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    The Dancer Upstairs

    Mas o menos

    Jahn Malkovich's directorial debut, "The Dancer Upstairs," squanders the intensity of its strongest moments by running away from its own political implications, not to mention by being in the wrong damn language.


    "The Dancer Upstairs" is all the more disappointing because it includes enough scenes that are shocking on a human level and haunting on a visual level that you want it to hold together as a political thriller in a way that it doesn't.

    Directed by: John Malkovich.
    Written by: Nicholas Shakespeare.
    Adapted from: his novel.
    Cast: Javier Bardem, Laura Morante, Juan Diego Botto, Elvira M’nguez, Alexandra Lencastre, Oliver Cotton, Luis Miguel Cintra, Javier Manrique, Abel Folk, Marie-Anne Verganza, Lucas Rodr’guez, Xabier Elorriaga, Natalia Dicenta, Wolframio SinuŽ.
    In barely comprehensible English without subtitles.
    From the enigmatic, exhilarating opening scene — in which a group of radicals in a pickup truck with a near-dead dog in the back barrel through the South American night and right past military checkpoints — through a reign of terror that these revolutionaries visit on the national capital, the film has a big impact in its most inspired moments.

    One of the most stunning comes when Javier Bardem, as the chief investigator of terrorist attacks on the capital, spots a frenzy of little children putting up posters for the revolutionaries in the middle of the night. As they evaporate away, he catches hold of one little girl and asks what she thinks she's doing.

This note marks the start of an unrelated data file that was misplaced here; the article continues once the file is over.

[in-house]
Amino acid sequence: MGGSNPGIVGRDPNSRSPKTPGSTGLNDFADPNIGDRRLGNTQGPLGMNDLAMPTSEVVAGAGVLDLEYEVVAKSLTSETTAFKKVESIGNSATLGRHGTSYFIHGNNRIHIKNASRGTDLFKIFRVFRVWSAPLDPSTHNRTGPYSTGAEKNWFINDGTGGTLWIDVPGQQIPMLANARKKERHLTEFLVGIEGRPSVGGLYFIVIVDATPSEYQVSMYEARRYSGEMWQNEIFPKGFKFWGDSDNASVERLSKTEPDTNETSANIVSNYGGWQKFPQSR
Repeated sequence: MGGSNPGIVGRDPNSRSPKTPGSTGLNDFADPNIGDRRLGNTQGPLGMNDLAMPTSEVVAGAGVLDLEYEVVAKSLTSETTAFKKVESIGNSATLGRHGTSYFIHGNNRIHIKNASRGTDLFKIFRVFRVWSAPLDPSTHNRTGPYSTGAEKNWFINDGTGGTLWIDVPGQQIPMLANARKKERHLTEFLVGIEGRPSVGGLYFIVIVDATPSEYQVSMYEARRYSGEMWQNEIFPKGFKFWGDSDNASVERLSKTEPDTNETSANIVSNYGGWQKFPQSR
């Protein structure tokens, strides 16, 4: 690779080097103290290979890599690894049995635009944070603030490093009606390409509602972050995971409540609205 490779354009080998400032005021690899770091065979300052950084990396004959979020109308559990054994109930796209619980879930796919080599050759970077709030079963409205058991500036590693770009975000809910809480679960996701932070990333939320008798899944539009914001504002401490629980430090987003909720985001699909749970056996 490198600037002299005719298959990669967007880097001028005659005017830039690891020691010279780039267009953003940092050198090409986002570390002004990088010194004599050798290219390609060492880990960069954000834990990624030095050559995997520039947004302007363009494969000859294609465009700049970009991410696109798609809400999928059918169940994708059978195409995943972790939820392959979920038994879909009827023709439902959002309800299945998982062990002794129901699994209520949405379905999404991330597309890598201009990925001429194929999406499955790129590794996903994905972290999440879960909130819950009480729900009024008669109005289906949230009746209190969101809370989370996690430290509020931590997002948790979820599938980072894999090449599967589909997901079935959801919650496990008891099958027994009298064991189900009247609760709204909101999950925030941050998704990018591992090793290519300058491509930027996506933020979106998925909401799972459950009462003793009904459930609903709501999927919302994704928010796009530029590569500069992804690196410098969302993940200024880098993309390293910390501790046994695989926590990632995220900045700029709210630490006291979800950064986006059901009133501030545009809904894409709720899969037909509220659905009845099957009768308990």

The Dancer Upstairs  
    "They paid me . . . ," she says hollowly.

    "Come with me. They will kill you," he tells her in Quechua.

    "I am already dead," she answers, her eyes like ghostly voids, before vanishing again into the night.

    This is the kind of unforgettable instant that the film is capable of imprinting on your mind. But at the same time, it exposes the most glaring hole in "The Dancer Upstairs." Here we have the white (Spanish-born) Bardem confronting a child who, from her face, is obviously Indian. Her answer is cryptic, creating the sense of mystical attachment to a shadowy, perhaps cultish movement, but it's also inconclusive, explaining nothing about where this movement comes from. There must be more behind this mysterious organization than just anger and terror — there's something going on in the countryside, among the Indians, that demands further exploration — but the film never ventures there. It's a "political" thriller that has no politics.

    From here, it's just a cat-and-mouse game as the stoical Inspector Rejas and his bouncy young sidekick Sucre (I keep trying to put the image of Batman and Robin out of my head) try to track down the terrorist mastermind. It's not a bad detective yarn, but nothing more than that.